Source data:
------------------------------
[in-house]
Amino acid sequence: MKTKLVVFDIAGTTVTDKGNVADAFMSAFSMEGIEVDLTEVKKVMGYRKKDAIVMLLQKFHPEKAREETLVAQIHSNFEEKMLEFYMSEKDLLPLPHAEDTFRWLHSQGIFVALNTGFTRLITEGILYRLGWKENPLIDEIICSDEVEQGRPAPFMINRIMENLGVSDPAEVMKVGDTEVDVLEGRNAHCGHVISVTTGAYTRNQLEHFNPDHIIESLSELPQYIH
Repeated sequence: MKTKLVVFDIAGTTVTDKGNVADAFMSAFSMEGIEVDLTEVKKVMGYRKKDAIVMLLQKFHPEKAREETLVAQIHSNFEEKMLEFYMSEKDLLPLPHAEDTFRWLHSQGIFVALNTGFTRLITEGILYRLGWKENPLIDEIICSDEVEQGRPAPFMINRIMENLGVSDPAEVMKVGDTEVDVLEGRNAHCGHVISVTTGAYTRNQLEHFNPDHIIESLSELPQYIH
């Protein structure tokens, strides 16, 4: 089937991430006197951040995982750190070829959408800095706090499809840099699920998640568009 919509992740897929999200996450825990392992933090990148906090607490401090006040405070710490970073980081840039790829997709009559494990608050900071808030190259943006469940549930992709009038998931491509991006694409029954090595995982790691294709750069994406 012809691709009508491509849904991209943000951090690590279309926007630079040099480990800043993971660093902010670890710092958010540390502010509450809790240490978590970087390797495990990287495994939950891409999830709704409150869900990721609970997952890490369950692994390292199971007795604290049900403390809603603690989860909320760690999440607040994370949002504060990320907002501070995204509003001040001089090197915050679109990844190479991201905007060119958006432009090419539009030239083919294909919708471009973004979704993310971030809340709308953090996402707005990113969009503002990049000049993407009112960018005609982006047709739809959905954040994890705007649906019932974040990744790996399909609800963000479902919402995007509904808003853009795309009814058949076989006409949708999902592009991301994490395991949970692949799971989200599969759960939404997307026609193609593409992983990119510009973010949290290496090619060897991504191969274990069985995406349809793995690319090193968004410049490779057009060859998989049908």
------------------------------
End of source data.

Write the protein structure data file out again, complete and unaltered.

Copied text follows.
[in-house]
Amino acid sequence: MKTKLVVFDIAGTTVTDKGNVADAFMSAFSMEGIEVDLTEVKKVMGYRKKDAIVMLLQKFHPEKAREETLVAQIHSNFEEKMLEFYMSEKDLLPLPHAEDTFRWLHSQGIFVALNTGFTRLITEGILYRLGWKENPLIDEIICSDEVEQGRPAPFMINRIMENLGVSDPAEVMKVGDTEVDVLEGRNAHCGHVISVTTGAYTRNQLEHFNPDHIIESLSELPQYIH
Repeated sequence: MKTKLVVFDIAGTTVTDKGNVADAFMSAFSMEGIEVDLTEVKKVMGYRKKDAIVMLLQKFHPEKAREETLVAQIHSNFEEKMLEFYMSEKDLLPLPHAEDTFRWLHSQGIFVALNTGFTRLITEGILYRLGWKENPLIDEIICSDEVEQGRPAPFMINRIMENLGVSDPAEVMKVGDTEVDVLEGRNAHCGHVISVTTGAYTRNQLEHFNPDHIIESLSELPQYIH
């Protein structure tokens, strides 16, 4: 089937991430006197951040995982750190070829959408800095706090499809840099699920998640568009 919509992740897929999200996450825990392992933090990148906090607490401090006040405070710490970073980081840039790829997709009559494990608050900071808030190259943006469940549930992709009038998931491509991006694409029954090595995982790691294709750069994406 012809691709009508491509849904991209943000951090690590279309926007630079040099480990800043993971660093902010670890710092958010540390502010509450809790240490978590970087390797495990990287495994939950891409999830709704409150869900990721609970997952890490369950692994390292199971007795604290049900403390809603603690989860909320760690999440607040994370949002504060990320907002501070995204509003001040001089090197915050679109990844190479991201905007060119958006432009090419539009030239083919294909919708471009973004979704993310971030809340709308953090996402707005990113969009503002990049000049993407009112960018005609982006047709739809959905954040994890705007649906019932974040990744790996399909609800963000479902919402995007509904808003853009795309009814058949076989006409949708999902592009991301994490395991949970692949799971989200599969759960939404997307026609193609593409992983990119510009973010949290290496090619060897991504191969274990069985995406349809793995690319090193968004410049490779057009060859998989049908």